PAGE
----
Glyphosate-resistant marestail, discovered in 2000 in Delaware soybean fields, was the first glyphosate-resistant broadleaf weed in the U.S. Today, 14 species of glyphosate-resistant weeds have been identified across 36 states in the U.S.(1), with more than 60 million U.S. acres affected by at least one glyphosate-resistant species.(2)
Using glyphosate as an example, resistance to the chemistry built up in weeds because growers became too dependent on it as a single year-after-year solution.
What's more concerning, this problem goes far beyond glyphosate. Different biotypes of weeds are also showing resistance to other chemistries, and several weed populations are also now showing resistance to multiple herbicide chemistries, to further complicate the matter. Currently, there are 54 resistant weed biotypes in the U.S. that are resistant to more than one herbicide site of action.
Today, nearly every state in the U.S. is impacted by at least one kind of resistant weed.(3)
The key to a herbicide's effectiveness is its site of action. This specifically refers to how a herbicide binds to a specific protein, preventing the protein from completing whatever process a plant needs it to carry out. Proteins are catalysts for reactions. If they're not available, a weed will not survive. Glyphosate, for example, disables the synthesis of aromatic amino acids in a plant by binding to the enzyme EPSP synthase.(4)
There are believed to be thousands of sites of action in plants capable of being targeted by herbicides. Creating herbicides to target the many sites, however, is not so simple. Several factors weigh into the process, which is why there are only about two dozen sites of action registered today for commercial products.
This limited number of active ingredients, combined with the rampant spread of resistant weeds, makes it more important than ever that growers target multiple sites of action – known as overlapping sites of action – to reduce the selection pressure on any single site of action.
Options for overlapping
The notion of a single-pass glyphosate system is becoming more and more obsolete for growers. Remember that in a field containing millions of weeds, only one weed needs to survive to become a problem. This is why it's critical that zero weeds be left standing at the growing season's end to add to the seed bank.
Most herbicides, like glyphosate, only target one herbicide site of action. Other chemistries – such as those which target very long chain fatty acid biosynthesis, microtubule assembly, auxin mimicry and cellulose biosynthesis to name a few – have more complicated sites of action, which have appeared to lead to a slower development of resistance in weeds.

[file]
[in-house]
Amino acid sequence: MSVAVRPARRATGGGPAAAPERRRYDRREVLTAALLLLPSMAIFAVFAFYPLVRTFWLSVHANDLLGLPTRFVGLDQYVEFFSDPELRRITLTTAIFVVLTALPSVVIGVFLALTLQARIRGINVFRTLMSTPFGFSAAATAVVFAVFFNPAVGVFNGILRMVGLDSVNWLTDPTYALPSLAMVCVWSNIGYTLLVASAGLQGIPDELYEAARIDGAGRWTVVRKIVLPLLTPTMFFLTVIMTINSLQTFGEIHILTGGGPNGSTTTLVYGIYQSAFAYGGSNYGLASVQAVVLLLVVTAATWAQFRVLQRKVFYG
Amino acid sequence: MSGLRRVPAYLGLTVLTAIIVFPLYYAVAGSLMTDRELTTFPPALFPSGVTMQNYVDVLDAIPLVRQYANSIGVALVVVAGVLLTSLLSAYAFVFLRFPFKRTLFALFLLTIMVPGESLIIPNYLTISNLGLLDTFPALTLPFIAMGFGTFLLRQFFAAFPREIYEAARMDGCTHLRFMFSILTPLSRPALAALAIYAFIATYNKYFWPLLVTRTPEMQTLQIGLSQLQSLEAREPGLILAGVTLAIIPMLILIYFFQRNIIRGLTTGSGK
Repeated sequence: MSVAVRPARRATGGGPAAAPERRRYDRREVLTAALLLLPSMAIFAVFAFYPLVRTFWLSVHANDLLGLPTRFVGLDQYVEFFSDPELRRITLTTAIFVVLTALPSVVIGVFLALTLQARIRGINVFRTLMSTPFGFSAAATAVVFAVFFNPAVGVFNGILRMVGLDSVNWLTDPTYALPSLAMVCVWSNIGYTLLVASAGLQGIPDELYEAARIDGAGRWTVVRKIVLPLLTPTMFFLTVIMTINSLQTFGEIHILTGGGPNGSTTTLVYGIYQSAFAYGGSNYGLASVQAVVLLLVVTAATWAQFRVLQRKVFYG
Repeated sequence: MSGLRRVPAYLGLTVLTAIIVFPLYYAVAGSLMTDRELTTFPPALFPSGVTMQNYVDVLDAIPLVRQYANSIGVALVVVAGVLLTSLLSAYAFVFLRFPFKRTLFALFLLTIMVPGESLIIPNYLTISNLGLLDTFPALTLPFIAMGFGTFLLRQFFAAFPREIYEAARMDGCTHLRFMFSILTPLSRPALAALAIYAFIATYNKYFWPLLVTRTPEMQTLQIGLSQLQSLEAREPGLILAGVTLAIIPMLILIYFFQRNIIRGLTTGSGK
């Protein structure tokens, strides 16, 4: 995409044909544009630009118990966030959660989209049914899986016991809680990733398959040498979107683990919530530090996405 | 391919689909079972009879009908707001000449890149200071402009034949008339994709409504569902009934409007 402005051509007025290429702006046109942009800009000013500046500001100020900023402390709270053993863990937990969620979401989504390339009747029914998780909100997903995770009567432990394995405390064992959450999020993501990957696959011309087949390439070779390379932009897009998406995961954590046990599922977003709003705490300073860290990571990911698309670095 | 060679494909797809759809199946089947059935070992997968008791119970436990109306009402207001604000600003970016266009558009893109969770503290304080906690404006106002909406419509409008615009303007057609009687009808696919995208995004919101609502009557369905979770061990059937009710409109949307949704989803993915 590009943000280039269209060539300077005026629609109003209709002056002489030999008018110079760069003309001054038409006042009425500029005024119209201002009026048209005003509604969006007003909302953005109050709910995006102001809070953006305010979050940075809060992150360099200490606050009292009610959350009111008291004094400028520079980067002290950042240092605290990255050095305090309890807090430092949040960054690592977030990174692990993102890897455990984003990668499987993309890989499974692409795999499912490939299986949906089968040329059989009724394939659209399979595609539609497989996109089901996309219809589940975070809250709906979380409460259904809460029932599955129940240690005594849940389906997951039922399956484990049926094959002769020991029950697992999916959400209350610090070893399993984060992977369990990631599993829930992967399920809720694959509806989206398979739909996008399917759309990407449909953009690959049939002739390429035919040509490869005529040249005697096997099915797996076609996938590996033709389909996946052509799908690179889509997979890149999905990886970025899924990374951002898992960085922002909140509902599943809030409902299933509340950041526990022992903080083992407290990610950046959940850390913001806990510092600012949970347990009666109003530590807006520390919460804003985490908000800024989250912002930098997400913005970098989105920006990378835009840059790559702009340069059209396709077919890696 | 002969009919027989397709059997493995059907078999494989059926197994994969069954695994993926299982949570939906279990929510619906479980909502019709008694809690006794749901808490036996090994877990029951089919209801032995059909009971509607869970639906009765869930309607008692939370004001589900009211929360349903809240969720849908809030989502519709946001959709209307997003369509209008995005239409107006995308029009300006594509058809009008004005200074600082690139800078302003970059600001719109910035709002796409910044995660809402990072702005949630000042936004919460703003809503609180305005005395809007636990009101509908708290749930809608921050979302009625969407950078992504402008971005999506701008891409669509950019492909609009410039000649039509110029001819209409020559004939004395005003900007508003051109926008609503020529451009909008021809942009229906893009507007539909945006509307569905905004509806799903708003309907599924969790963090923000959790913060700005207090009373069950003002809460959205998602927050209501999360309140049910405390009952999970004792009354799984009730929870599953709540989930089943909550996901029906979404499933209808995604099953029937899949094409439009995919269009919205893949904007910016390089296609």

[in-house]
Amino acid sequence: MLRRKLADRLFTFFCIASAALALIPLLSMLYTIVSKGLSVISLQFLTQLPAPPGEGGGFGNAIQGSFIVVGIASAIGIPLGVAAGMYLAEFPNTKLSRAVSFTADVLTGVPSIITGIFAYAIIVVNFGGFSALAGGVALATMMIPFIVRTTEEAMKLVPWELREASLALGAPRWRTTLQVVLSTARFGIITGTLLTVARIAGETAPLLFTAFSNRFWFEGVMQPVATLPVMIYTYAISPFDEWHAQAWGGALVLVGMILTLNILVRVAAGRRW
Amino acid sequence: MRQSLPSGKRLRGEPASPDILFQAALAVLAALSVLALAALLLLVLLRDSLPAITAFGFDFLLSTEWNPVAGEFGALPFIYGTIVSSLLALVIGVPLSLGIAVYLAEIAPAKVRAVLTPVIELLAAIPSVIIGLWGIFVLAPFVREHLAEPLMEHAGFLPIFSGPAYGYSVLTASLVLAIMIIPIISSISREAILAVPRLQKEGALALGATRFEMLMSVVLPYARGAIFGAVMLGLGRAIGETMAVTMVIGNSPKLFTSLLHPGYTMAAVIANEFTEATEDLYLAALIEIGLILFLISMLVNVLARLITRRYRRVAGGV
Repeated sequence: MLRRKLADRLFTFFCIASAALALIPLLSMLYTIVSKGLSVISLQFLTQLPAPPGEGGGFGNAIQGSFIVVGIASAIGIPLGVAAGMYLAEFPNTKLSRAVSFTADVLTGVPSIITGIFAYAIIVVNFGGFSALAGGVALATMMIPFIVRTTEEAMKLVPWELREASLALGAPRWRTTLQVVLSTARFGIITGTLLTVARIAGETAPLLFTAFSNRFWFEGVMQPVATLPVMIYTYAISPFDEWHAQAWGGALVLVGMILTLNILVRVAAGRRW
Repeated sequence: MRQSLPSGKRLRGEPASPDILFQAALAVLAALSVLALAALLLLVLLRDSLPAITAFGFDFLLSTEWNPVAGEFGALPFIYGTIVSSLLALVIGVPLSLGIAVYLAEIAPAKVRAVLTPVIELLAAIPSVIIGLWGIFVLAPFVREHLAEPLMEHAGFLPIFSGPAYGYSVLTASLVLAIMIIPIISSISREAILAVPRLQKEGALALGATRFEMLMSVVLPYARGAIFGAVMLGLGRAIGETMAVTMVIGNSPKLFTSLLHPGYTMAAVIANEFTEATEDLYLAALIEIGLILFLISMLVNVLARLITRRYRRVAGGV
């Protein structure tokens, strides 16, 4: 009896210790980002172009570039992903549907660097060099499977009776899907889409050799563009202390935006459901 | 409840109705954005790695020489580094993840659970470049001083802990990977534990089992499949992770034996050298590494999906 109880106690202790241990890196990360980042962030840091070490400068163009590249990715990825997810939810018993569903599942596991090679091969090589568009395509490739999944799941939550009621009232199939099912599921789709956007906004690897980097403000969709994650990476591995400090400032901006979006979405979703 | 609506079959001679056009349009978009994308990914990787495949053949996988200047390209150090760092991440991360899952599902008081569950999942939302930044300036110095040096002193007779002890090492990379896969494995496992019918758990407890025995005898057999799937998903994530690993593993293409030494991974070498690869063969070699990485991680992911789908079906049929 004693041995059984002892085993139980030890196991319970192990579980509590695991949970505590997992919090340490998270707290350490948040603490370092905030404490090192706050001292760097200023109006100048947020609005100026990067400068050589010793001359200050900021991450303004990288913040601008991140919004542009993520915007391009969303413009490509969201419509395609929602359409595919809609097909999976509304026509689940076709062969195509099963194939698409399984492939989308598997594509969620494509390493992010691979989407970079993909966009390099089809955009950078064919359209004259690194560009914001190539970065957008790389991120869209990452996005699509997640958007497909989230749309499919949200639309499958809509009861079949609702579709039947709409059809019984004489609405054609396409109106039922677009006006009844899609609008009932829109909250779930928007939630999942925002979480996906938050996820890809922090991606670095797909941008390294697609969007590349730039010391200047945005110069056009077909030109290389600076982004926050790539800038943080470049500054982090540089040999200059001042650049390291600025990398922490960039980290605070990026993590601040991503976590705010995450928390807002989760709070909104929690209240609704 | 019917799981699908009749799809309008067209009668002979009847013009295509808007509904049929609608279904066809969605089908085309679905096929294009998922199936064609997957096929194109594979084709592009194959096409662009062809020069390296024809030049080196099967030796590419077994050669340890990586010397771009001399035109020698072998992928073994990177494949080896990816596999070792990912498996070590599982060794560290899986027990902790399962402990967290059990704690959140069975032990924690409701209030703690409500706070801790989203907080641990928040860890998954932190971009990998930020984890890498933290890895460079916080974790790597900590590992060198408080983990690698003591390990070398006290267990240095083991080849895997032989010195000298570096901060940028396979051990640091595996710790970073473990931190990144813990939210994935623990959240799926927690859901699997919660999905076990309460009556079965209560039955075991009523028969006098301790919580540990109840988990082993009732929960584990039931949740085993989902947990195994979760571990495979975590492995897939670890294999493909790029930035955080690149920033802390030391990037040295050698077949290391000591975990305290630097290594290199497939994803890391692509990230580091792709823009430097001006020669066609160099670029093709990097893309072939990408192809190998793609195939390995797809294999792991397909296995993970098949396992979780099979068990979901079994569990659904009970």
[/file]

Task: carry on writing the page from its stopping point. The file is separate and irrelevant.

In addition to the complexity of herbicide sites of action, it is important to consider the benefit of herbicides that provide contact control or residual control. Contact herbicides will only control those susceptible weeds that are emerged at the time of application. Glyphosate is an example of a contact-only herbicide. Residual herbicides, when properly activated by rainfall, provide a barrier in the soil – killing weeds as they try to emerge from the seed bank. Some herbicides have both contact and residual herbicide activity and thereby offer maximum flexibility in controlling weeds at multiple stages of growth.
Combining the effects of these or other effective herbicides in overlapping sites of action programs is the best way to prevent resistant plants from surviving and setting seed. This can be done using three different application methods: sequential applications, rotating chemistries and tank mixing.
As new products come to market, herbicides formulated with different overlapping sites of action are also becoming more prevalent for growers. These herbicides are important additions to a weed management program, as they add convenience to the grower, help prevent errors that may occur during tank mixing and hit multiple weeds with multiple sites of action all at once, decreasing the likelihood of developing resistance.
The way forward
It's critical that growers not forget the lessons of the recent past. Being lulled back into the idea of “one is enough” with herbicide programs is a dangerous mindset.
A zero-tolerance approach toward weeds using a herbicide program with overlapping sites and other best management practices will give growers the best odds in combating their weed-resistance issues.
Want to know more? Here are some weblinks to sources that offer further insight into the issue of resistant weeds: